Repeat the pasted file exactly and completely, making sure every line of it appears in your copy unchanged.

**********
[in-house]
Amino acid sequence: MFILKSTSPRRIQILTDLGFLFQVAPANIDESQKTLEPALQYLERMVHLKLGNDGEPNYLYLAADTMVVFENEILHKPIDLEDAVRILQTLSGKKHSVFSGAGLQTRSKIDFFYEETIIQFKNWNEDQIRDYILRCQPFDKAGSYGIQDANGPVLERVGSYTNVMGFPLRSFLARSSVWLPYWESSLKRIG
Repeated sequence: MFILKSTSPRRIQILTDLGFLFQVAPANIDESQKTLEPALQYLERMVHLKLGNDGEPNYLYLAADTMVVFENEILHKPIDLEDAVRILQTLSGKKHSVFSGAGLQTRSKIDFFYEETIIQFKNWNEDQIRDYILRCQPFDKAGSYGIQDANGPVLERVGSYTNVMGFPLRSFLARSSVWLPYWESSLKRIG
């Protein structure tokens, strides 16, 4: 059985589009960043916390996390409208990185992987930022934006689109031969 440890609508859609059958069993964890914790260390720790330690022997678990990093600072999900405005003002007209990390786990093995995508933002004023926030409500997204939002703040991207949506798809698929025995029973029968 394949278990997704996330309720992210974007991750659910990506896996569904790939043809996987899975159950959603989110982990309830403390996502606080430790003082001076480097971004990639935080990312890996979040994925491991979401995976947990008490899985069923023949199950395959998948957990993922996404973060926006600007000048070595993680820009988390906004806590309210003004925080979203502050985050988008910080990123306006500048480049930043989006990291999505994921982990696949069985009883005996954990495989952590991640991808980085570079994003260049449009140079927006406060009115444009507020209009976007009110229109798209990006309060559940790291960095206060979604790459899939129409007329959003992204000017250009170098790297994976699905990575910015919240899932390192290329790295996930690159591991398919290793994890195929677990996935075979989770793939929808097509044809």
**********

[in-house]
Amino acid sequence: MFILKSTSPRRIQILTDLGFLFQVAPANIDESQKTLEPALQYLERMVHLKLGNDGEPNYLYLAADTMVVFENEILHKPIDLEDAVRILQTLSGKKHSVFSGAGLQTRSKIDFFYEETIIQFKNWNEDQIRDYILRCQPFDKAGSYGIQDANGPVLERVGSYTNVMGFPLRSFLARSSVWLPYWESSLKRIG
Repeated sequence: MFILKSTSPRRIQILTDLGFLFQVAPANIDESQKTLEPALQYLERMVHLKLGNDGEPNYLYLAADTMVVFENEILHKPIDLEDAVRILQTLSGKKHSVFSGAGLQTRSKIDFFYEETIIQFKNWNEDQIRDYILRCQPFDKAGSYGIQDANGPVLERVGSYTNVMGFPLRSFLARSSVWLPYWESSLKRIG
């Protein structure tokens, strides 16, 4: 059985589009960043916390996390409208990185992987930022934006689109031969 440890609508859609059958069993964890914790260390720790330690022997678990990093600072999900405005003002007209990390786990093995995508933002004023926030409500997204939002703040991207949506798809698929025995029973029968 394949278990997704996330309720992210974007991750659910990506896996569904790939043809996987899975159950959603989110982990309830403390996502606080430790003082001076480097971004990639935080990312890996979040994925491991979401995976947990008490899985069923023949199950395959998948957990993922996404973060926006600007000048070595993680820009988390906004806590309210003004925080979203502050985050988008910080990123306006500048480049930043989006990291999505994921982990696949069985009883005996954990495989952590991640991808980085570079994003260049449009140079927006406060009115444009507020209009976007009110229109798209990006309060559940790291960095206060979604790459899939129409007329959003992204000017250009170098790297994976699905990575910015919240899932390192290329790295996930690159591991398919290793994890195929677990996935075979989770793939929808097509044809």